U.S. Government Bond Yields Rise as Treasury Again Explores Ultralong Bonds

The Treasury Department’s latest expression of interest in issuing bonds with 50-year and 100-year maturities weighed on demand for existing Treasurys on Monday, providing a lift to the 30-year yield after it fell to a record low last week.

In recent trading, the yield on the benchmark 30-year U.S. government bond was 2.079%, according to Tradeweb, compared with 2.001% Friday. The yield on the 10-year note was also up to 1.600% from 1.540% at the end of last week.

Yields, which rise when bond prices fall, were driven higher in part by news that the Treasury was again exploring the possibility of issuing debt with maturities beyond 30 years, after considering and then dropping the idea in 2017.

The Treasury’s late Friday announcement caught investors off guard because it came just weeks after the department had delivered its regularly scheduled update on its debt issuance plans without making any mention of ultralong bonds.

The prospect of a new class of Treasury debt weighed particularly heavily on 30-year bonds because issuance of 50-year or 100-year bonds could theoretically shift demand away from the 30-year maturity, analysts and traders said.

“Having more debt, especially longer-dated debt where there is less buyers than say the Treasury bill or the two-year note, three-year note—it could it could potentially be a negative for long-term securities,” said Mary Ann Hurley, vice president of fixed-income trading at D.A. Davidson & Co.

For the U.S. government, issuing bonds with ultralong maturities holds obvious appeal at a time when interest rates are near historic lows. Wall Street, however, has in the past showed little interest in the idea.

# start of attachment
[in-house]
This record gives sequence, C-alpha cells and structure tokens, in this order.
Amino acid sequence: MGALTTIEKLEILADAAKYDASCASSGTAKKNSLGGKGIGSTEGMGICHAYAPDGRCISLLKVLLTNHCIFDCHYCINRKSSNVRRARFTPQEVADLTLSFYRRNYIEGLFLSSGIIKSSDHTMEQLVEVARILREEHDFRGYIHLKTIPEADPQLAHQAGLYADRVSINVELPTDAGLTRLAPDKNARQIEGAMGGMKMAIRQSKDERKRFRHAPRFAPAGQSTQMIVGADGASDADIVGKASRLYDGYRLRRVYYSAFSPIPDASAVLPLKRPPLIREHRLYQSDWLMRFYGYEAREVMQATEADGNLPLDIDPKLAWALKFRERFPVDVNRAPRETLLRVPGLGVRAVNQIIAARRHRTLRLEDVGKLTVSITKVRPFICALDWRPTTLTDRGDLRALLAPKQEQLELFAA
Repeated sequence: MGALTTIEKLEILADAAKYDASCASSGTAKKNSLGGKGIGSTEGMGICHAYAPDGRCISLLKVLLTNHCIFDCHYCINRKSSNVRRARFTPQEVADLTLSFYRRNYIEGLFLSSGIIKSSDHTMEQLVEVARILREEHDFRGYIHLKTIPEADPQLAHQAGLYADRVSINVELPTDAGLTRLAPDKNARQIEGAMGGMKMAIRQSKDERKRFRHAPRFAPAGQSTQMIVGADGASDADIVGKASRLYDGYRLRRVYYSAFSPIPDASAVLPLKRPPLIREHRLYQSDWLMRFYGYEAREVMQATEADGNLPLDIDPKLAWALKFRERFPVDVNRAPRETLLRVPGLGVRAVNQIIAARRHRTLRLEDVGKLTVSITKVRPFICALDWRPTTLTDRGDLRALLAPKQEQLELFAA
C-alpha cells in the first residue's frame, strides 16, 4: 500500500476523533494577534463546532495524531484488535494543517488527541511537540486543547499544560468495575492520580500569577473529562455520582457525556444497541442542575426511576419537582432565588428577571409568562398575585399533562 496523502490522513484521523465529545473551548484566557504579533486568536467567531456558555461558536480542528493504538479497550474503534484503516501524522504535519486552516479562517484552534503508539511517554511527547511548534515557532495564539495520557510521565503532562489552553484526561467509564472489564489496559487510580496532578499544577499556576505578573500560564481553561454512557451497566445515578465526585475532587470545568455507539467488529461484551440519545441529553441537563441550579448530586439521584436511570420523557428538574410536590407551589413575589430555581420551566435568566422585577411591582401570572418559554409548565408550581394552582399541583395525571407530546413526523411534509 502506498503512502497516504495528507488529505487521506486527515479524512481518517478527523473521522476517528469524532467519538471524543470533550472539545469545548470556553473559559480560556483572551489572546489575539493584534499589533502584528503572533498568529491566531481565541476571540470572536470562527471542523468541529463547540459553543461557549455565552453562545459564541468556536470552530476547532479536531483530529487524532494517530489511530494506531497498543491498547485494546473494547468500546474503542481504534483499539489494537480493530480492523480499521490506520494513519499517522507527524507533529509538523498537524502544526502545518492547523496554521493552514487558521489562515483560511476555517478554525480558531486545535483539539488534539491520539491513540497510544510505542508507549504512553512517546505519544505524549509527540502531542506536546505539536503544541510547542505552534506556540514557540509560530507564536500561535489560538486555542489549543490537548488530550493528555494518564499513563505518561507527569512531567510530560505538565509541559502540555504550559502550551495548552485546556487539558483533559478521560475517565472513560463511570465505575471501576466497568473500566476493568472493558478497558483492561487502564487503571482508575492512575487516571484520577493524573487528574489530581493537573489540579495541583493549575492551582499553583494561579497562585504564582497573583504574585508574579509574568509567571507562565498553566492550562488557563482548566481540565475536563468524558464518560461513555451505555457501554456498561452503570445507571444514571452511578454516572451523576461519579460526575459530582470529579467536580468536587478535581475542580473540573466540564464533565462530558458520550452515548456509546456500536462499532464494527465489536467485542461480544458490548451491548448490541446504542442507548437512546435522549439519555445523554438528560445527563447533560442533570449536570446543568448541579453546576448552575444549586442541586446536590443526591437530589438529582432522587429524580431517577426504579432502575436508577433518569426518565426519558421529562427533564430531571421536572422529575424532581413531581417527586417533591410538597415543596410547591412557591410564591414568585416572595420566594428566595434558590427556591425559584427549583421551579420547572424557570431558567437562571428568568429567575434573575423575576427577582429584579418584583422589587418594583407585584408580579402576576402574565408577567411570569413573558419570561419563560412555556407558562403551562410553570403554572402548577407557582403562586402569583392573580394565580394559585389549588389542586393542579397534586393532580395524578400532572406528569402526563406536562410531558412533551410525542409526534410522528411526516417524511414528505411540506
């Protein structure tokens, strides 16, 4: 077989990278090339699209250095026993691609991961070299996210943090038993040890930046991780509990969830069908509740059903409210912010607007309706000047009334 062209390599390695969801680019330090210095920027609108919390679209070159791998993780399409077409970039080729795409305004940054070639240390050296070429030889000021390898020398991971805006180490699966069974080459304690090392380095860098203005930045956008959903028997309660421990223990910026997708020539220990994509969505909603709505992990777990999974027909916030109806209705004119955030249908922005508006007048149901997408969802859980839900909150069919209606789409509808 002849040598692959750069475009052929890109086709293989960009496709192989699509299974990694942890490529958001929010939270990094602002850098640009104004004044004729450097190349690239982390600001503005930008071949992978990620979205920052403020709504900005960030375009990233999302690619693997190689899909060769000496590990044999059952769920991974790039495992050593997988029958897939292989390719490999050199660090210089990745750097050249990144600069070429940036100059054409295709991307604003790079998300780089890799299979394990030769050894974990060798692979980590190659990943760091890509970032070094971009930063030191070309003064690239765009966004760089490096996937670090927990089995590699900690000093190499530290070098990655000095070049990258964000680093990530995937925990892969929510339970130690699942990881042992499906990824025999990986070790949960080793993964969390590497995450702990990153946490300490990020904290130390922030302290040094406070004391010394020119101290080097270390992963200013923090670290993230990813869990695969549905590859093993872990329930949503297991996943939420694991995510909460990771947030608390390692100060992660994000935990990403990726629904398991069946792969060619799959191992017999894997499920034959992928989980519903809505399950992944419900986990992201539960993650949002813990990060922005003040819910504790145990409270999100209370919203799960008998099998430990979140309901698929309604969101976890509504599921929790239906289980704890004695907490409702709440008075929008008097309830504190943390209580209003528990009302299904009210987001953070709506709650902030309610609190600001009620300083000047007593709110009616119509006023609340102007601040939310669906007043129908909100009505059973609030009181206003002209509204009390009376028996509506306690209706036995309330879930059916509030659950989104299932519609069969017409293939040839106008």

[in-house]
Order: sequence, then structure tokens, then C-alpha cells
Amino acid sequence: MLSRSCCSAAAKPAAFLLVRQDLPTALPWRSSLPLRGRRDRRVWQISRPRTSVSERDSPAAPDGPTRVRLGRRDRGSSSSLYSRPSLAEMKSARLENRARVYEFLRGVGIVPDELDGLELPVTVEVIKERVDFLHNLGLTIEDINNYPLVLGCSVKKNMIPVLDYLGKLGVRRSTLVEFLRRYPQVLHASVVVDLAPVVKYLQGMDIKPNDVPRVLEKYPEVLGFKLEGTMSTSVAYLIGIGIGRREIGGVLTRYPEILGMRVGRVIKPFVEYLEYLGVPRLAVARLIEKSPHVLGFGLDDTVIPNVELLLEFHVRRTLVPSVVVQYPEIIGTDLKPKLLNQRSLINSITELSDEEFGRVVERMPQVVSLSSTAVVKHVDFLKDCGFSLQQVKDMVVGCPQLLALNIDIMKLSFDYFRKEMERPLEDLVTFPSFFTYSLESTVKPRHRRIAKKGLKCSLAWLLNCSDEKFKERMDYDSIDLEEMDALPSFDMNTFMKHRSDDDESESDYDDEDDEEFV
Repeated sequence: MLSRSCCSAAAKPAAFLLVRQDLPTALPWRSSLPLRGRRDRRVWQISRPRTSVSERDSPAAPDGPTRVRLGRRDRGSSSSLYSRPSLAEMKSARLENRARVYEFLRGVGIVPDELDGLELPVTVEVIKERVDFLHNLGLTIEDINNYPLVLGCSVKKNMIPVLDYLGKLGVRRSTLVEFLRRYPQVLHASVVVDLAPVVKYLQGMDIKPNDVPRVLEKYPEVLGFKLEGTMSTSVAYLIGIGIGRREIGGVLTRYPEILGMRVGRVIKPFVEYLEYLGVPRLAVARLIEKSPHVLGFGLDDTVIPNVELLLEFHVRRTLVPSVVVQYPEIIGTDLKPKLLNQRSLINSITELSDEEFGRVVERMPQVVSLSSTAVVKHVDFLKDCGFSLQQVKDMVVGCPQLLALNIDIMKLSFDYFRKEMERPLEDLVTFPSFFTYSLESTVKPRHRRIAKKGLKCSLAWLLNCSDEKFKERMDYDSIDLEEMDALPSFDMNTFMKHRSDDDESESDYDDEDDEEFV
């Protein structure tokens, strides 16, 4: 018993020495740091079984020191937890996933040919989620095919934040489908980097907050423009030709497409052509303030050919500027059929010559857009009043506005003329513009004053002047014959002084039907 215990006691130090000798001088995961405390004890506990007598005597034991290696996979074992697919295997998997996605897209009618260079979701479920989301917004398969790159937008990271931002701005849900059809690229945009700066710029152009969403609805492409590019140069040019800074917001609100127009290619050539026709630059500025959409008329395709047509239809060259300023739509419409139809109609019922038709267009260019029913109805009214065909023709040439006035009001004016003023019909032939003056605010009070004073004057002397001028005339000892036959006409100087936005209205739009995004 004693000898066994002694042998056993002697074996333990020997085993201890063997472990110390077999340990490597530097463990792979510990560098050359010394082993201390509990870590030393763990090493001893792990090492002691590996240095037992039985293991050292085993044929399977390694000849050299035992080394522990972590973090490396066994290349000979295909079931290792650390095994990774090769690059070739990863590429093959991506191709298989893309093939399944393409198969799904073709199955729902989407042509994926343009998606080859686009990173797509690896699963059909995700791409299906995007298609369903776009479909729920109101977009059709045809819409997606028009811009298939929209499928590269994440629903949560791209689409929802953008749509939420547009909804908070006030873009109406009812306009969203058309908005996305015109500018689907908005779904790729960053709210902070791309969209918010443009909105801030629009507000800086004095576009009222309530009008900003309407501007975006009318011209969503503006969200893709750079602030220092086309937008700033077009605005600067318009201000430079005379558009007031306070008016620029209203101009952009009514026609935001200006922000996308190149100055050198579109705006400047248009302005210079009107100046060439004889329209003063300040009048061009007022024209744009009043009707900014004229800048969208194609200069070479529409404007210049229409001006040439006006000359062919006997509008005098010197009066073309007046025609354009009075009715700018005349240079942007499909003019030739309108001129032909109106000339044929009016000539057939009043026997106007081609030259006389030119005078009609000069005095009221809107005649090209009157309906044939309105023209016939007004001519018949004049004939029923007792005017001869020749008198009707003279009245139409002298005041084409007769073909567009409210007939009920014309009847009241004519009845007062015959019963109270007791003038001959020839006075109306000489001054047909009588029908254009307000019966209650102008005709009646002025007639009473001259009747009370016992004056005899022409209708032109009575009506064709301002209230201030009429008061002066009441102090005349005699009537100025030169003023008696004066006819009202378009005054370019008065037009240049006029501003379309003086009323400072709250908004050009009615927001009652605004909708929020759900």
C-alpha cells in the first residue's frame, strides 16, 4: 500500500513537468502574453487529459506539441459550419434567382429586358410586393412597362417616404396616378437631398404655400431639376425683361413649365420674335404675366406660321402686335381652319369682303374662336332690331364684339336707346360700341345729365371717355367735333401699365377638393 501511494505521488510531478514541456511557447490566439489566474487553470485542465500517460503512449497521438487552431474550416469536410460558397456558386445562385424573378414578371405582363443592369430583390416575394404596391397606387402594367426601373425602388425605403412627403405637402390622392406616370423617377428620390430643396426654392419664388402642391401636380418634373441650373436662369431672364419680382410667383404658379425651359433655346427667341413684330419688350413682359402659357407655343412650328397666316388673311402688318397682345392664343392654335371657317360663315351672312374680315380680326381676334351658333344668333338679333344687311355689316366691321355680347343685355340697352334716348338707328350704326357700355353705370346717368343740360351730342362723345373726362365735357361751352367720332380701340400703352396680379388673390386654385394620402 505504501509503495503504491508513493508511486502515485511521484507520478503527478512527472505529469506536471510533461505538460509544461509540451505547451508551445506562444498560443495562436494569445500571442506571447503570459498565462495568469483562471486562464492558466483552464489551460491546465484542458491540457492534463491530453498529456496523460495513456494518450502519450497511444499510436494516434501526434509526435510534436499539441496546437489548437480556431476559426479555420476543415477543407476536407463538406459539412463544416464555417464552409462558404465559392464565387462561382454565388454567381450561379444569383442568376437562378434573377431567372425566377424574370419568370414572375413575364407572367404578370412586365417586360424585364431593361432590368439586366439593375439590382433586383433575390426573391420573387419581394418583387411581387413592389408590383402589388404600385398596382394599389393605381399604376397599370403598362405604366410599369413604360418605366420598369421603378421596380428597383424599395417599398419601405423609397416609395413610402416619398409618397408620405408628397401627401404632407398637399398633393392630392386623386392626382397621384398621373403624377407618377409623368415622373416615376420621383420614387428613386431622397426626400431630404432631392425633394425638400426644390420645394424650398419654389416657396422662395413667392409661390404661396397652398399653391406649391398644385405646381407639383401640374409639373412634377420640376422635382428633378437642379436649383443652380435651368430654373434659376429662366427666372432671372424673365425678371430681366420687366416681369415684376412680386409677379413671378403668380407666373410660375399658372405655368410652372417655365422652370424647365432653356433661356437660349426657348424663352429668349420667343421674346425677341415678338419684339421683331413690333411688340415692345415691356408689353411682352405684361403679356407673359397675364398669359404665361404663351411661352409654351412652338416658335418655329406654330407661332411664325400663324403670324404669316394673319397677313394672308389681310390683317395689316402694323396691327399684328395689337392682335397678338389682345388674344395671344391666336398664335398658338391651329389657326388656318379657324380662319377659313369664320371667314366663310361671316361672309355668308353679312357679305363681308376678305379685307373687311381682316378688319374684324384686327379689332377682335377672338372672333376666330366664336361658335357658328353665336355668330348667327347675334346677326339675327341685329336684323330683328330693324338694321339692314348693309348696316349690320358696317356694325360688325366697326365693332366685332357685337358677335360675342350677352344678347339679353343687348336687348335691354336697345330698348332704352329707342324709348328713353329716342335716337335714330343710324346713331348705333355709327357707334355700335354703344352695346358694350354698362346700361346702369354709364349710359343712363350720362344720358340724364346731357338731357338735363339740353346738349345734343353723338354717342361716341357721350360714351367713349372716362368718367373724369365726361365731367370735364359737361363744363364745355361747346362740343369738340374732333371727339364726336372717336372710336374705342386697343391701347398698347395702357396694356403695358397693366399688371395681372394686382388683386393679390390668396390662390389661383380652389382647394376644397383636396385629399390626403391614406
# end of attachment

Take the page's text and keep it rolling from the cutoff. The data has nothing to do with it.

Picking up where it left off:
Back in 2017, the Treasury’s Borrowing Advisory Committee, composed of representatives from some of the largest financial institutions that participate heavily in the bond market, told the Treasury that “the committee does not see evidence of strong or sustainable demand for maturities beyond 30 years.”

Last week, the 30-year yield dropped below 2% for the first time ever, reflecting muted U.S. inflation and investors’ demand for safe, relatively high-yielding debt as trillions of dollars of government debt around the world are carrying negative yields.

A number of countries have issued small numbers of long-term bonds. Canada and the U.K. have issued a 50-year bonds, while Austria has sold 100-year bonds.

The Treasury, on its website, said it was “conducting broad outreach to refresh its understanding of market appetite for a potential Treasury ultra-long bond (50- or 100-year bonds)” but added that “no decision regarding whether to issue such a product has been made.”

Other factors also weighed on demand for Treasurys on Monday.

Those included hopes for progress in U.S.-China trade talks, which helped spark buying of riskier assets like stocks, analysts said. Investors also reacted to the latest signals out of Germany that officials there are considering fiscal stimulus measures to help improve the struggling German economy.

Write to Sam Goldfarb at sam.goldfarb@wsj.com

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